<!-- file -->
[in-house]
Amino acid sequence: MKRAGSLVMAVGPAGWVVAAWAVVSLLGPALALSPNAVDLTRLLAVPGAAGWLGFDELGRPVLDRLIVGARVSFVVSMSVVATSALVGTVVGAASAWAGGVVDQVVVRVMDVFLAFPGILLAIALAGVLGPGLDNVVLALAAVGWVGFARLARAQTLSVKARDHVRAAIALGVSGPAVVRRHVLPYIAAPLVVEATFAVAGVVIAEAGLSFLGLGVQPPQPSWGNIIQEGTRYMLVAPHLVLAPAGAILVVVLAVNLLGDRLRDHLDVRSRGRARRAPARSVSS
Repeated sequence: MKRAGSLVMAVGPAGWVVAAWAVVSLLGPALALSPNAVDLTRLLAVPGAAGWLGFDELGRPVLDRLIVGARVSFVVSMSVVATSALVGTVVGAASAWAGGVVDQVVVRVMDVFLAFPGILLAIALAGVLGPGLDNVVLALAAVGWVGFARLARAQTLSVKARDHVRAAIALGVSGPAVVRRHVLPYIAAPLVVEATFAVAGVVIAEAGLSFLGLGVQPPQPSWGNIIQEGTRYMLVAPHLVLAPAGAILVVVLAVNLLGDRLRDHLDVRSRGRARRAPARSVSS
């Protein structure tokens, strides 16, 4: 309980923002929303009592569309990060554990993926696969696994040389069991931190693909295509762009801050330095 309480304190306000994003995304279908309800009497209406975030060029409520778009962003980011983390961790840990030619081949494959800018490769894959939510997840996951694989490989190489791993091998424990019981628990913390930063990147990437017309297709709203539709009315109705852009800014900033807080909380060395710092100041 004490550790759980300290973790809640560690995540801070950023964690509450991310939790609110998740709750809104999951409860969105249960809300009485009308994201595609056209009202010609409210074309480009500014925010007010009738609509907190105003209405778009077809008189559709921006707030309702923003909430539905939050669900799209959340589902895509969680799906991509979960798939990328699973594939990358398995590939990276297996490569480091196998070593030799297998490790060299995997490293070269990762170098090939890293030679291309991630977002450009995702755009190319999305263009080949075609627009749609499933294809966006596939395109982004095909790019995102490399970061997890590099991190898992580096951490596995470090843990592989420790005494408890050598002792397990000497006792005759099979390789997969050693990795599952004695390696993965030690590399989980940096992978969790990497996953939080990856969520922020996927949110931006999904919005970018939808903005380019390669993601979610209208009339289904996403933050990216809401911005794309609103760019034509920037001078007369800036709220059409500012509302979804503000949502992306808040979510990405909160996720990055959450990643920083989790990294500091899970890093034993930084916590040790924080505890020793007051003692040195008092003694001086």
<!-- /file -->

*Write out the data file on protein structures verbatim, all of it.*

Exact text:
[in-house]
Amino acid sequence: MKRAGSLVMAVGPAGWVVAAWAVVSLLGPALALSPNAVDLTRLLAVPGAAGWLGFDELGRPVLDRLIVGARVSFVVSMSVVATSALVGTVVGAASAWAGGVVDQVVVRVMDVFLAFPGILLAIALAGVLGPGLDNVVLALAAVGWVGFARLARAQTLSVKARDHVRAAIALGVSGPAVVRRHVLPYIAAPLVVEATFAVAGVVIAEAGLSFLGLGVQPPQPSWGNIIQEGTRYMLVAPHLVLAPAGAILVVVLAVNLLGDRLRDHLDVRSRGRARRAPARSVSS
Repeated sequence: MKRAGSLVMAVGPAGWVVAAWAVVSLLGPALALSPNAVDLTRLLAVPGAAGWLGFDELGRPVLDRLIVGARVSFVVSMSVVATSALVGTVVGAASAWAGGVVDQVVVRVMDVFLAFPGILLAIALAGVLGPGLDNVVLALAAVGWVGFARLARAQTLSVKARDHVRAAIALGVSGPAVVRRHVLPYIAAPLVVEATFAVAGVVIAEAGLSFLGLGVQPPQPSWGNIIQEGTRYMLVAPHLVLAPAGAILVVVLAVNLLGDRLRDHLDVRSRGRARRAPARSVSS
């Protein structure tokens, strides 16, 4: 309980923002929303009592569309990060554990993926696969696994040389069991931190693909295509762009801050330095 309480304190306000994003995304279908309800009497209406975030060029409520778009962003980011983390961790840990030619081949494959800018490769894959939510997840996951694989490989190489791993091998424990019981628990913390930063990147990437017309297709709203539709009315109705852009800014900033807080909380060395710092100041 004490550790759980300290973790809640560690995540801070950023964690509450991310939790609110998740709750809104999951409860969105249960809300009485009308994201595609056209009202010609409210074309480009500014925010007010009738609509907190105003209405778009077809008189559709921006707030309702923003909430539905939050669900799209959340589902895509969680799906991509979960798939990328699973594939990358398995590939990276297996490569480091196998070593030799297998490790060299995997490293070269990762170098090939890293030679291309991630977002450009995702755009190319999305263009080949075609627009749609499933294809966006596939395109982004095909790019995102490399970061997890590099991190898992580096951490596995470090843990592989420790005494408890050598002792397990000497006792005759099979390789997969050693990795599952004695390696993965030690590399989980940096992978969790990497996953939080990856969520922020996927949110931006999904919005970018939808903005380019390669993601979610209208009339289904996403933050990216809401911005794309609103760019034509920037001078007369800036709220059409500012509302979804503000949502992306808040979510990405909160996720990055959450990643920083989790990294500091899970890093034993930084916590040790924080505890020793007051003692040195008092003694001086």